In order to do this they need facts and examples to back up their POV. Then,we compose a class paragraph by filling in the frame. Persuasive paragragh frame I have a transparency I believe that One reason is For example Another reason is Therefore, I think that For individual paragraphs you can use the frame or a persuasive map Persuasive Map sample View Item words horseshoe game Posted by:shasta I attended a workshop on 6 trait writing and received a wonderful activity to intro persuasive writing. It's the horseshoe game. Each week, I have some sort of poll usually pulled from www.
Last week we voted whether or not we should have uniforms. I always give them 3 choices: yes, no, or maybe. Students write their response down on a piece of paper, but do not discuss it with anyone. We then form a horseshoe with the yes side and no side facing each other and the maybes at the top of the horseshoe. I stand in the middle.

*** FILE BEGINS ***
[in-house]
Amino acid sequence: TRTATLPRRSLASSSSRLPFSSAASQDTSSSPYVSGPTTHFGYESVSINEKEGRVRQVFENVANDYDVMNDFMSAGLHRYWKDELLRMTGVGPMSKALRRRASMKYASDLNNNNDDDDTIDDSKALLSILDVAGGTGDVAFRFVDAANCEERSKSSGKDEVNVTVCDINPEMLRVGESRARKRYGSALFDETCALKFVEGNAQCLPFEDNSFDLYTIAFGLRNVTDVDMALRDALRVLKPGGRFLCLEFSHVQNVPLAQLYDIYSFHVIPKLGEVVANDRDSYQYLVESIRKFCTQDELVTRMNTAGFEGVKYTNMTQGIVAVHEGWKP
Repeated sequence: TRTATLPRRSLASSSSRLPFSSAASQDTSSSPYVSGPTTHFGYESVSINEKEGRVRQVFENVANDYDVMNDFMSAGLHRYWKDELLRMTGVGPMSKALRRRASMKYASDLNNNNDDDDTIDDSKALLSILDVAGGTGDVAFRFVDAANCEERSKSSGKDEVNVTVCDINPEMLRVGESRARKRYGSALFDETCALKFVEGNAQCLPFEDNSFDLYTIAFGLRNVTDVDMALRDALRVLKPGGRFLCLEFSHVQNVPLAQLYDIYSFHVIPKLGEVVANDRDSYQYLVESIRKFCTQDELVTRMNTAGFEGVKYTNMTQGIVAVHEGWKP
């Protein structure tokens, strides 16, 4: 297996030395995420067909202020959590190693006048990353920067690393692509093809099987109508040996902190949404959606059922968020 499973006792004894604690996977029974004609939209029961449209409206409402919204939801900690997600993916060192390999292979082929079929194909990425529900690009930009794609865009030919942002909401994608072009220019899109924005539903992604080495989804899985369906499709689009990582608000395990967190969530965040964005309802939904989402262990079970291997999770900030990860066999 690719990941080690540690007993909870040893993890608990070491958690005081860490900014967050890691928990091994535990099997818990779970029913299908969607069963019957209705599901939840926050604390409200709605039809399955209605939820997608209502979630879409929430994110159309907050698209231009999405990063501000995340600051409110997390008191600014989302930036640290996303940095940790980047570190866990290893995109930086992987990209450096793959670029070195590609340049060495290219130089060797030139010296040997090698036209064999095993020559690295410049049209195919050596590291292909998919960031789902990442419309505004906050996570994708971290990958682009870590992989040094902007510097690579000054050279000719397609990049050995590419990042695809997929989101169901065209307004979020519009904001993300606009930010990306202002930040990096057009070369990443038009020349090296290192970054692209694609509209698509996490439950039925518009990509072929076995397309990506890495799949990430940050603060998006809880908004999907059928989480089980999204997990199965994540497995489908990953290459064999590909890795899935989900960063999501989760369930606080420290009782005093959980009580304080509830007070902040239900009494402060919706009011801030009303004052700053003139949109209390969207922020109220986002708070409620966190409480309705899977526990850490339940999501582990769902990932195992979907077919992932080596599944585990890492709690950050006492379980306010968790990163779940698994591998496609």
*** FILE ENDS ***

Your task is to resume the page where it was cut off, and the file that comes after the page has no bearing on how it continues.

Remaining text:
Students are only allowed to talk if they have the koosh ball. I then toss the ball to each side, alternating who I throw it to. Students express their vote and give a 2 sentence reason why they feel that way.
Once everyone View Item words job applications Posted by:tng I teach fifth grade. On the first day of school, I pass out a "employment" ad, which identifies and explains the classroom jobs I want to be filled. I have enough jobs for every student to apply for and the students are told ahead of time that they will be accountable for taking the job seriously and will be responsible for it for the first semester. Co-authored by Alexander Peterman Updated: September 6, There are 19 references cited in this article, which can be found at the bottom of the page.